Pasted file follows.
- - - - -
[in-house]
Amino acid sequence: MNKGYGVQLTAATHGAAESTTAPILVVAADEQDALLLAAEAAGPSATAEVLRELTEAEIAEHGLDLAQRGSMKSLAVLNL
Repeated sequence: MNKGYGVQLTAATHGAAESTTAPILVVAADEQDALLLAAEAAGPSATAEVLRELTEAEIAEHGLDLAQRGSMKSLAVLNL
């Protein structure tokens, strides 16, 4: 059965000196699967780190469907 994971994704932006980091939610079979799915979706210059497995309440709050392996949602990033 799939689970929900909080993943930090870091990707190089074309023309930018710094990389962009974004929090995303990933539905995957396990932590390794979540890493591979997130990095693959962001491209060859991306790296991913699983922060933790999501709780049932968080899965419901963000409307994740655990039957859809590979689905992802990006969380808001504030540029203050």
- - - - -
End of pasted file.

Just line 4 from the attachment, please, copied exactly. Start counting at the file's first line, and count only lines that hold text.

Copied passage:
């Protein structure tokens, strides 16, 4: 059965000196699967780190469907 994971994704932006980091939610079979799915979706210059497995309440709050392996949602990033 799939689970929900909080993943930090870091990707190089074309023309930018710094990389962009974004929090995303990933539905995957396990932590390794979540890493591979997130990095693959962001491209060859991306790296991913699983922060933790999501709780049932968080899965419901963000409307994740655990039957859809590979689905992802990006969380808001504030540029203050």